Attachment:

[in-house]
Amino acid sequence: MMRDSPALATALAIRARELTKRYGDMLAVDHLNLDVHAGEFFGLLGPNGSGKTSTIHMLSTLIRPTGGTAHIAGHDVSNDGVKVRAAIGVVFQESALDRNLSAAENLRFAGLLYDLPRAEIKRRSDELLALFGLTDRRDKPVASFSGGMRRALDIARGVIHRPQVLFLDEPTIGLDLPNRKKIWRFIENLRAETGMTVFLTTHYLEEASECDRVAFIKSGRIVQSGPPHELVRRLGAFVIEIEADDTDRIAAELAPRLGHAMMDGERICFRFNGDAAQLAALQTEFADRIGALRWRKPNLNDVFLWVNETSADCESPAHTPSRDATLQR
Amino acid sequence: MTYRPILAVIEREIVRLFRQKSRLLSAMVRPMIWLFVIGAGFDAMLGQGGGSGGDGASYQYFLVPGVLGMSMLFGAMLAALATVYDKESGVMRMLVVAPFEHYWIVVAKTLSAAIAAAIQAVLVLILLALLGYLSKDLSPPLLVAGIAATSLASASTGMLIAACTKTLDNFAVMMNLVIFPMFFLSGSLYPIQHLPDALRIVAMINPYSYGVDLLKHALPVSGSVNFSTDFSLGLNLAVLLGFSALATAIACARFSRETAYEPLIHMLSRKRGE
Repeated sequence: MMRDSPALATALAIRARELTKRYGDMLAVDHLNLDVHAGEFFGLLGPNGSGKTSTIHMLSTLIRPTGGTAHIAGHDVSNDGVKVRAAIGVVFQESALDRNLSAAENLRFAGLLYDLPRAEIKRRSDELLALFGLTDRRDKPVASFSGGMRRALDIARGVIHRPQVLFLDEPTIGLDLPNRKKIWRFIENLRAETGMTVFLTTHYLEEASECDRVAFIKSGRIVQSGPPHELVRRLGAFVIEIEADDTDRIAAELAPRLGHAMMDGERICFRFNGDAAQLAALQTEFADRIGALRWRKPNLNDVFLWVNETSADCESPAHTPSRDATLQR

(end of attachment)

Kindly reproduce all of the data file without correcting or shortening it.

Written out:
[in-house]
Amino acid sequence: MMRDSPALATALAIRARELTKRYGDMLAVDHLNLDVHAGEFFGLLGPNGSGKTSTIHMLSTLIRPTGGTAHIAGHDVSNDGVKVRAAIGVVFQESALDRNLSAAENLRFAGLLYDLPRAEIKRRSDELLALFGLTDRRDKPVASFSGGMRRALDIARGVIHRPQVLFLDEPTIGLDLPNRKKIWRFIENLRAETGMTVFLTTHYLEEASECDRVAFIKSGRIVQSGPPHELVRRLGAFVIEIEADDTDRIAAELAPRLGHAMMDGERICFRFNGDAAQLAALQTEFADRIGALRWRKPNLNDVFLWVNETSADCESPAHTPSRDATLQR
Amino acid sequence: MTYRPILAVIEREIVRLFRQKSRLLSAMVRPMIWLFVIGAGFDAMLGQGGGSGGDGASYQYFLVPGVLGMSMLFGAMLAALATVYDKESGVMRMLVVAPFEHYWIVVAKTLSAAIAAAIQAVLVLILLALLGYLSKDLSPPLLVAGIAATSLASASTGMLIAACTKTLDNFAVMMNLVIFPMFFLSGSLYPIQHLPDALRIVAMINPYSYGVDLLKHALPVSGSVNFSTDFSLGLNLAVLLGFSALATAIACARFSRETAYEPLIHMLSRKRGE
Repeated sequence: MMRDSPALATALAIRARELTKRYGDMLAVDHLNLDVHAGEFFGLLGPNGSGKTSTIHMLSTLIRPTGGTAHIAGHDVSNDGVKVRAAIGVVFQESALDRNLSAAENLRFAGLLYDLPRAEIKRRSDELLALFGLTDRRDKPVASFSGGMRRALDIARGVIHRPQVLFLDEPTIGLDLPNRKKIWRFIENLRAETGMTVFLTTHYLEEASECDRVAFIKSGRIVQSGPPHELVRRLGAFVIEIEADDTDRIAAELAPRLGHAMMDGERICFRFNGDAAQLAALQTEFADRIGALRWRKPNLNDVFLWVNETSADCESPAHTPSRDATLQR